Friday, July 9, 2010

The Lovely Bones. C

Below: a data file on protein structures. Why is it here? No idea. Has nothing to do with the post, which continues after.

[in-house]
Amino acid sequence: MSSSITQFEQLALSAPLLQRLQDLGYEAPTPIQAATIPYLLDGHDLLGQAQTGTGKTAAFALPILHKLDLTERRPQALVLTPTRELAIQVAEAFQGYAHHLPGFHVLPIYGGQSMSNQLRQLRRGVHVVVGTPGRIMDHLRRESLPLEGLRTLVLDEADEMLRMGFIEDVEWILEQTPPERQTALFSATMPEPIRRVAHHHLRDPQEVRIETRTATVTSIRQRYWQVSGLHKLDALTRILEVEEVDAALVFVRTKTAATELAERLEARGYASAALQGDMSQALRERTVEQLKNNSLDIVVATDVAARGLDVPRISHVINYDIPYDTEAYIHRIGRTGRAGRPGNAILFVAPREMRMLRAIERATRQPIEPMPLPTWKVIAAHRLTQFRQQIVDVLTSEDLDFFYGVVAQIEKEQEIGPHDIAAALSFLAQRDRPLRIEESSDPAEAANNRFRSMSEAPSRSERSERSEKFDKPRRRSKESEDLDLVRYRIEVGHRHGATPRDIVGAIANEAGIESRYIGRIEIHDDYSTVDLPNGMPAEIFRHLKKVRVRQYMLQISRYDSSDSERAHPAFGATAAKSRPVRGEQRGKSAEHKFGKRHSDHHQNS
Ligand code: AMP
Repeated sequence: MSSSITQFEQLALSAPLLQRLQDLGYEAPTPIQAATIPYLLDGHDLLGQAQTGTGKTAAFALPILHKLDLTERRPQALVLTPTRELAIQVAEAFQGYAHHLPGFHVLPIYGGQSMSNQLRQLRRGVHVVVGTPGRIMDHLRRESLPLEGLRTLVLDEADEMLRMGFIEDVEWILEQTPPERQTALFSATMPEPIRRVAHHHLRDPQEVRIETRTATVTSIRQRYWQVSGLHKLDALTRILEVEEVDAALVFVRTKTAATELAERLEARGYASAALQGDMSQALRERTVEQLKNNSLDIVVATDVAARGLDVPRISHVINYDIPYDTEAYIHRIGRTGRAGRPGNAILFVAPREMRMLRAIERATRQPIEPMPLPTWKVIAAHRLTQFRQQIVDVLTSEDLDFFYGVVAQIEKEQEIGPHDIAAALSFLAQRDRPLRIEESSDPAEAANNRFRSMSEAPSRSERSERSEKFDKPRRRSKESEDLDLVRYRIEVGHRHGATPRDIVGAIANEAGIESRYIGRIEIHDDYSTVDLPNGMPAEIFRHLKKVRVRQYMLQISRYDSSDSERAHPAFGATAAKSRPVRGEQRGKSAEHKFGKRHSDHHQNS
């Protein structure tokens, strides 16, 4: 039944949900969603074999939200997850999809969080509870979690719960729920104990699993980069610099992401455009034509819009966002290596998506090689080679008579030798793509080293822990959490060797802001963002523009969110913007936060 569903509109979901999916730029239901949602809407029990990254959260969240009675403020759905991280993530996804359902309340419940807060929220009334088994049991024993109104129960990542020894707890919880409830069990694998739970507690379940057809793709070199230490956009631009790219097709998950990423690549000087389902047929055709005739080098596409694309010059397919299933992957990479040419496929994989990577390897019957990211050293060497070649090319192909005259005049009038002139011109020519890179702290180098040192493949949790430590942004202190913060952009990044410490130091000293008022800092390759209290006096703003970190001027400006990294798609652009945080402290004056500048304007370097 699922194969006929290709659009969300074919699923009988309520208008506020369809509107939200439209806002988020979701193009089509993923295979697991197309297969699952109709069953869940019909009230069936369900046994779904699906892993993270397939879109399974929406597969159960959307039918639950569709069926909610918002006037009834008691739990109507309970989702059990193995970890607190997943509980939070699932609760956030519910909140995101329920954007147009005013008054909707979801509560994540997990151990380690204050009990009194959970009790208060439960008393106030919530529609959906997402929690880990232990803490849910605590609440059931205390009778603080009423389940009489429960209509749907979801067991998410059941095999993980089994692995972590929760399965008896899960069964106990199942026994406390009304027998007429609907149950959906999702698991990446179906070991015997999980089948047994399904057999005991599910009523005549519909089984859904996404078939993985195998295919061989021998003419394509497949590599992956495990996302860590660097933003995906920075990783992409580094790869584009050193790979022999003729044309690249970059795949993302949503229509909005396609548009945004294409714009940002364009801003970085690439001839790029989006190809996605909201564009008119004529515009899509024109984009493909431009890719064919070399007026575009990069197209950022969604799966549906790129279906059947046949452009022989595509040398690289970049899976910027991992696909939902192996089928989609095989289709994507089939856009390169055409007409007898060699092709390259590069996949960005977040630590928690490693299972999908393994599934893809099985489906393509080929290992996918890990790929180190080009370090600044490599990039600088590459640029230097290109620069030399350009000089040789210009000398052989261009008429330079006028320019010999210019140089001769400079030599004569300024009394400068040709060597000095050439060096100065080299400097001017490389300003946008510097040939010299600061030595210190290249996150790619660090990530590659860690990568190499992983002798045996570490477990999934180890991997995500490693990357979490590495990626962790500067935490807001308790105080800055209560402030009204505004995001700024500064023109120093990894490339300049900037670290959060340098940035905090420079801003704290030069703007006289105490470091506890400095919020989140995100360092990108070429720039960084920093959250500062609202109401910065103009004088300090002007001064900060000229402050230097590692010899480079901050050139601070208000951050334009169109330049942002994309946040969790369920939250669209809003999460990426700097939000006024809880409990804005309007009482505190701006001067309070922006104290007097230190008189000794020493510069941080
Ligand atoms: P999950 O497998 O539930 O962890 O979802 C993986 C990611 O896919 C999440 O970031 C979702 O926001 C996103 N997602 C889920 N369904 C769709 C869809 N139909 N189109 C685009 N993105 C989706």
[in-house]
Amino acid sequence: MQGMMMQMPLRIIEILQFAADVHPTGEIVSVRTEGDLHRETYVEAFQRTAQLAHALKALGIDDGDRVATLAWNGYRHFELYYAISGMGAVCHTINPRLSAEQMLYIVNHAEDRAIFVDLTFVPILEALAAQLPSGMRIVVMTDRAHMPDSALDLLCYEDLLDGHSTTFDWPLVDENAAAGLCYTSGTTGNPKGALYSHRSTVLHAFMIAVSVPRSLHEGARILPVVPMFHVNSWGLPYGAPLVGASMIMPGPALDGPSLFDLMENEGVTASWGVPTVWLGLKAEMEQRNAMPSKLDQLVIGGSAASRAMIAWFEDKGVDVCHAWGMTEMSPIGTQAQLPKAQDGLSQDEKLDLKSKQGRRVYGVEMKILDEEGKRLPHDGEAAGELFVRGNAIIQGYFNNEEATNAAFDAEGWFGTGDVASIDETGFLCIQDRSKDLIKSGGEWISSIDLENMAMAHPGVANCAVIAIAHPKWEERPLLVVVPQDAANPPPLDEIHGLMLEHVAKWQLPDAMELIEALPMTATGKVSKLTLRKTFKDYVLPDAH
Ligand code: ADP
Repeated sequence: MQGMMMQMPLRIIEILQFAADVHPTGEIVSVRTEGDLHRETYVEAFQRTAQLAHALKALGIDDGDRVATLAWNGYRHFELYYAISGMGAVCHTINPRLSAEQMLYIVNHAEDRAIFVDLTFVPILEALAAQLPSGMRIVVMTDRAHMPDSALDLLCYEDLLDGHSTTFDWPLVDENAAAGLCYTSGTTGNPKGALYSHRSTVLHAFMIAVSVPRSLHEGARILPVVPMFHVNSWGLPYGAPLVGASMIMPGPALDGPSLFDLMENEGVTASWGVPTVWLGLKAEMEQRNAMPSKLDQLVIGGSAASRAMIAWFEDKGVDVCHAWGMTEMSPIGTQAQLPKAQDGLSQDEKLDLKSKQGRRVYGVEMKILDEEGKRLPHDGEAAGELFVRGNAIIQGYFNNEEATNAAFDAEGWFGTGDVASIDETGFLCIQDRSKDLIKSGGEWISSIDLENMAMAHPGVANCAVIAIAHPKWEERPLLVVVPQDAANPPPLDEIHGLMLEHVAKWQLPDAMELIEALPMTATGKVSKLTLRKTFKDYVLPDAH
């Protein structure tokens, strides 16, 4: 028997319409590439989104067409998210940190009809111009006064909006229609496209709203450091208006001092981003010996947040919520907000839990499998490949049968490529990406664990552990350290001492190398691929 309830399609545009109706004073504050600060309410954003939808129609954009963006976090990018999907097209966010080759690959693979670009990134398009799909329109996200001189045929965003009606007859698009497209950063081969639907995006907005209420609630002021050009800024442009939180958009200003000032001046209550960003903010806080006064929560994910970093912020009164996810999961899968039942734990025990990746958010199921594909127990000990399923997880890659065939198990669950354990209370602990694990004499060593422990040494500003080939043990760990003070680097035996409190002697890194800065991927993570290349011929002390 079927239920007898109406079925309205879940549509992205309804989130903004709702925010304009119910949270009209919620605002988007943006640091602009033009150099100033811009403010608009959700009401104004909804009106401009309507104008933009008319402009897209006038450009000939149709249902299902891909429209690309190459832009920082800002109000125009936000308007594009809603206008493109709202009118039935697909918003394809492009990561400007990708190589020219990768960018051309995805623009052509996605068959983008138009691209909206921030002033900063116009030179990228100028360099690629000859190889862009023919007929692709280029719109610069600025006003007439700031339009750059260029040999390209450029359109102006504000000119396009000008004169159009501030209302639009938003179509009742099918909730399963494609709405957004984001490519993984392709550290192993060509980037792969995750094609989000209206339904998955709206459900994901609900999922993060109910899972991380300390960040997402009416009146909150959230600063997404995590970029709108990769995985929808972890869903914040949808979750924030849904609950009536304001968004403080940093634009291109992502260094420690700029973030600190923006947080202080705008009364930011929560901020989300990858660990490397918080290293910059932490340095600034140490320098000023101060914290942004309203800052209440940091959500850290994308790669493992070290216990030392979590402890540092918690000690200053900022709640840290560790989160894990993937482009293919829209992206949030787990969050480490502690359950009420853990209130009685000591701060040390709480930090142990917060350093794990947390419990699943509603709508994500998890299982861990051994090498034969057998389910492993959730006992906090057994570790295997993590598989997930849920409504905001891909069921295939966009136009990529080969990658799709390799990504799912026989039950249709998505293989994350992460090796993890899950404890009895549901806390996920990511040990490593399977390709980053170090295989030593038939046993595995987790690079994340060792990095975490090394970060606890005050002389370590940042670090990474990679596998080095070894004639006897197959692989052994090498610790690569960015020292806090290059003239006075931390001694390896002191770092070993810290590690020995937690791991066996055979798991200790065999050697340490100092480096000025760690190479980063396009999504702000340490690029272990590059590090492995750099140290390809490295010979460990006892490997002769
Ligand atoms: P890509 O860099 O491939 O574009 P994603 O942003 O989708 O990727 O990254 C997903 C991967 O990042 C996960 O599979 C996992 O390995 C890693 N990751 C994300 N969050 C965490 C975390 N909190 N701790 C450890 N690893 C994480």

The Lovely Bones goes all wrong and I know exactly why: it doesn't stray away from its source material enough. Based off a very popular book by Alice Sebold (a good read, but overall a novel I've liked less and less since finishing it), The Lovely Bones looks pretty terrible on screen, mainly because it's a very imaginative story that's nearly impossible to bring to life (even through the innovative eyes of Peter Jackson). But there is one element of the story that works: the murder story. Jackson, who, helped write the script, should have kept with this premise: Susie Salmon watches from heaven as her family tries to solve her murder. See, the problem with the movie is that there's so much going on with so many different characters that none of them are ever fully developed. I was especially disappointed with the story of the parents, played by Rachel Weisz and Mark Wahlberg. The murder story is just part of the movie, but it's really the only portion of it that actually works. When I look back on the film, all the scenes that could be called masterful concerned the investigation of the murder. We know who the killer is from the beginning, which some might claim dampens the suspense. But that's a technique Hitchcock loved and actually makes the story more exciting and compelling. The sick psycho who lures Susie Salmon into an underground fort and rapes and murders her (this is handled in the safest possible way, as Jackson wanted to keep this at a PG-13 so more people could see it) is a lonely man named George Harvey (Stanley Tucci, in an obvious, but strong performance). This leads to some great scenes, one involving a dollhouse and a detective named Len, another a conversation outside between the father and Harvey, and finally a scene in which Susie's sister sneaks into Harvey's house while he's away. But unfortunately this isn't just a murder story. It's a lot of things, and most of them aren't very good simply because there wasn't enough time to let them fully evolve.

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